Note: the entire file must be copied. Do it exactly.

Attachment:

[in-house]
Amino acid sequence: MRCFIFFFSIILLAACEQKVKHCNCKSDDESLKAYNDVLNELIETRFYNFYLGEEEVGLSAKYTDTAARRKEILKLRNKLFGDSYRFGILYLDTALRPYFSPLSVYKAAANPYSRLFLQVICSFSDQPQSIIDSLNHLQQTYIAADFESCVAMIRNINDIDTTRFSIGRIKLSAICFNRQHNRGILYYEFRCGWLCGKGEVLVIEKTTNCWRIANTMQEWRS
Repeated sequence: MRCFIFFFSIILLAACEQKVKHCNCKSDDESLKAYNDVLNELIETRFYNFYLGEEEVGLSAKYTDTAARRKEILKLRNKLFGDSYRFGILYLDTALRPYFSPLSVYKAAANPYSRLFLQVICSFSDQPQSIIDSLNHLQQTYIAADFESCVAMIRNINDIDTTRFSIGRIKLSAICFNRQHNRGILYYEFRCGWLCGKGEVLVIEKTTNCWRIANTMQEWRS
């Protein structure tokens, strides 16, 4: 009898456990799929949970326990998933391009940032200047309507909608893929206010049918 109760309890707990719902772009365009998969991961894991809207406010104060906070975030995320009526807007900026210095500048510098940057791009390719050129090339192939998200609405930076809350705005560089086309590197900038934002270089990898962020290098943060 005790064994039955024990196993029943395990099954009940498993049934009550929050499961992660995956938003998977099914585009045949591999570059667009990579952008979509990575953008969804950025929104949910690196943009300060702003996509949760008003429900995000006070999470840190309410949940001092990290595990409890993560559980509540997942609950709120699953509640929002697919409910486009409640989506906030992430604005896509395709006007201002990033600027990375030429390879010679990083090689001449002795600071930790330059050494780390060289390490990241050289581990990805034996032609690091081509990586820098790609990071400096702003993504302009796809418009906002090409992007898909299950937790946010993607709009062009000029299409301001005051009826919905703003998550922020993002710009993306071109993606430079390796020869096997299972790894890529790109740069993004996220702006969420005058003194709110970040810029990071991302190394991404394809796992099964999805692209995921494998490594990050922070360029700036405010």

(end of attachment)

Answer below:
[in-house]
Amino acid sequence: MRCFIFFFSIILLAACEQKVKHCNCKSDDESLKAYNDVLNELIETRFYNFYLGEEEVGLSAKYTDTAARRKEILKLRNKLFGDSYRFGILYLDTALRPYFSPLSVYKAAANPYSRLFLQVICSFSDQPQSIIDSLNHLQQTYIAADFESCVAMIRNINDIDTTRFSIGRIKLSAICFNRQHNRGILYYEFRCGWLCGKGEVLVIEKTTNCWRIANTMQEWRS
Repeated sequence: MRCFIFFFSIILLAACEQKVKHCNCKSDDESLKAYNDVLNELIETRFYNFYLGEEEVGLSAKYTDTAARRKEILKLRNKLFGDSYRFGILYLDTALRPYFSPLSVYKAAANPYSRLFLQVICSFSDQPQSIIDSLNHLQQTYIAADFESCVAMIRNINDIDTTRFSIGRIKLSAICFNRQHNRGILYYEFRCGWLCGKGEVLVIEKTTNCWRIANTMQEWRS
């Protein structure tokens, strides 16, 4: 009898456990799929949970326990998933391009940032200047309507909608893929206010049918 109760309890707990719902772009365009998969991961894991809207406010104060906070975030995320009526807007900026210095500048510098940057791009390719050129090339192939998200609405930076809350705005560089086309590197900038934002270089990898962020290098943060 005790064994039955024990196993029943395990099954009940498993049934009550929050499961992660995956938003998977099914585009045949591999570059667009990579952008979509990575953008969804950025929104949910690196943009300060702003996509949760008003429900995000006070999470840190309410949940001092990290595990409890993560559980509540997942609950709120699953509640929002697919409910486009409640989506906030992430604005896509395709006007201002990033600027990375030429390879010679990083090689001449002795600071930790330059050494780390060289390490990241050289581990990805034996032609690091081509990586820098790609990071400096702003993504302009796809418009906002090409992007898909299950937790946010993607709009062009000029299409301001005051009826919905703003998550922020993002710009993306071109993606430079390796020869096997299972790894890529790109740069993004996220702006969420005058003194709110970040810029990071991302190394991404394809796992099964999805692209995921494998490594990050922070360029700036405010």